When comics were bad

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51PP7xt+1zL. SS500  When comics were badBook Forum runs an excerpt from David Hajdu’s upcoming The Ten Cent Plague, a history of the persecution of comics books in the ’50s as the source of all juvenile delinquency.

The progressing crusade against comics on multiple levels provided Harry Wildenberg the opportunity to light many a cigar in satisfaction by 1949. In the final weeks of the preceding year, the National Parent-Teachers Association had issued a directive for a “national housecleaning” of comic books and had distributed a tutorial to help its local chapters spur municipal and state legislation to regulate the sale of comics, and thousands of PTAs around the country began following the plan. Around the same time, the National Institute of Municipal Law Officers distributed a set of guidelines for enacting comic-book controls. “The criminal and sexual theme of these tales have [sic] been the direct contributing cause of many incidents of juvenile delinquency and to the imbedding of immoral and unhealthy ideas in the minds of our youngsters,” wrote the general counsel for the institute. “It is inconceivable that a workable plan cannot be evolved. The police power can and must be exercised so as to eliminate the vice of objectionable comic books.” Shortly thereafter, the United States Conference of Mayors published a ten-page handbook, Municipal Control of Objectionable Comic Books, and the municipal-government trade journal, American City, reported, “Comic Book Control Can Be a Success.”


This looks to be an essential volume for the shelf on comics history. Oddly, we were checking out the Amazon page for the book and saw this plug from one Sean Wilentz, Professor of History, Princeton University:

“Every once in a while, moral panic, innuendo, and fear bubble up from the depths of our culture to create waves of destructive indignation and accusation. David Hajdu’s fascinating new book tracks one of the stranger and most significant of these episodes, now forgotten, with exactness, clarity, and serious wit, which is the best kind.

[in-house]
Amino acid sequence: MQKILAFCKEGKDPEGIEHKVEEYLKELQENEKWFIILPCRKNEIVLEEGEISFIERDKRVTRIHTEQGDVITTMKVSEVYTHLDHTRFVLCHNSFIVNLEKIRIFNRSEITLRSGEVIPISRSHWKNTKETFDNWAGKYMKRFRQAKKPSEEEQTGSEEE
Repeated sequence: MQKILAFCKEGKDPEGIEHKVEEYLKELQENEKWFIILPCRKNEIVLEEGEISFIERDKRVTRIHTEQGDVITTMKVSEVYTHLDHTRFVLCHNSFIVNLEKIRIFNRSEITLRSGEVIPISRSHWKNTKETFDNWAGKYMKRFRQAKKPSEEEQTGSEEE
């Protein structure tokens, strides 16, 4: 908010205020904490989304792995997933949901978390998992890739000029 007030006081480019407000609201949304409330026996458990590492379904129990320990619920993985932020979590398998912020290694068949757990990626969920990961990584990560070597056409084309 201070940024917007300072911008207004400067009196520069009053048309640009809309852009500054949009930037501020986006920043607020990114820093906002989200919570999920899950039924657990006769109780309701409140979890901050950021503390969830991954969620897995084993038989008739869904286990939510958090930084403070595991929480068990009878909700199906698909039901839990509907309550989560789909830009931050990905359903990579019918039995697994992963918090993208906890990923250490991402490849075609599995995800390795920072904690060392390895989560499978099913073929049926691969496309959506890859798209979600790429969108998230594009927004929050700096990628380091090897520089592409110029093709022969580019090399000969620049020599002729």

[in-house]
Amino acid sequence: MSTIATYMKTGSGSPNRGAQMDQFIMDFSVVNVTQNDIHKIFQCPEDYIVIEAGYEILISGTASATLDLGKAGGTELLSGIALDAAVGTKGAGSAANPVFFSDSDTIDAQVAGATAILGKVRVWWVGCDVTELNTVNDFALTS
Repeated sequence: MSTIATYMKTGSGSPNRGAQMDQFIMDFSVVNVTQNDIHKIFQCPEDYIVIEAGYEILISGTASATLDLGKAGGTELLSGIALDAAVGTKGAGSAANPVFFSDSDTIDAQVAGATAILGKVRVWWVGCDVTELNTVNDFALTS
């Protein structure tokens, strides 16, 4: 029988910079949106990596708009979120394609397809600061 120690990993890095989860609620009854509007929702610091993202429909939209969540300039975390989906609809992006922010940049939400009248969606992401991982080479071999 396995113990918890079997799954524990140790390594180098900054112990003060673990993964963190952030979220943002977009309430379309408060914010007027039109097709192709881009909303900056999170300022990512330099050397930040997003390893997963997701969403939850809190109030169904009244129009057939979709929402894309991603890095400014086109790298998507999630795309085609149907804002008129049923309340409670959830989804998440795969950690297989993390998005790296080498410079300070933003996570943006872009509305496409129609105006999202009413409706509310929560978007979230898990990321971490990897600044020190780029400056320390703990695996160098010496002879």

“Now forgotten”? Ah, Prof. Wilentz, you must have never met a 40-year-old comic book fan. Fear of a New Wertham is a clear and present danger for those of us who grew up schooled on the Seduction of the Innocent Menace lurking around the corner. Hopefully reading this book will help us say “Never again!” and mean it.

Link via Bookslut

Comments

  1. “…In the final weeks of the preceding year, the National Parent-Teachers Association had issued a directive for a “national housecleaning” of comic books…”

    I guess now we know who to thank for making comic book rare and collectible items.

  2. Torsten Adair says:

    Parental hysteria results from placing the blame on an aspect of teen culture not understood by adults. While there could be a firestorm over manga, similar to the Otaku murder case in Japan, it is unlikely the entire industry would be tarred and feathered. Instead, like the National Cartoonists Society then, certain publishers and organizations will distance themselves from the controversy.
    Libraries have written acquisition rules, so that beachhead is secure. People may protest a movie, a book, a show, but the medium survives. Eternal vigilance, sure, but not eternal trepidation.

  3. James Van Hise says:

    About 15 years ago a guy in Orange County, Calif wrote a book (self-published?) which tried to do to modern comics was SEDUCTION OF THE INNOCENT did nearly 60 years ago. He largely targeted Image Comics and any book which featured violence and females in tights, though ultra-violent books like GRIPS which existed back then were easy targets for him and anyone like him.

  4. Torsten Adair says:

    I thought someone would take offense over the Royal Family storyline in Hellblazer. Start there, continue onto Preacher, and add some tentacled anime for the nightly news. Simmer. To this base, add other media, statistics, shocking news stories from local newspapers, Serve this gumbo during February sweeps for maximum exposure, preferably during an election year.

  5. I guess now we know who to thank for making comic book rare and collectible items.

    Well, that and all the paper drives during WW2.

    I guess the question is: are today’s moral guardians too busy with video games to go after comics en masse, or can they multitask?

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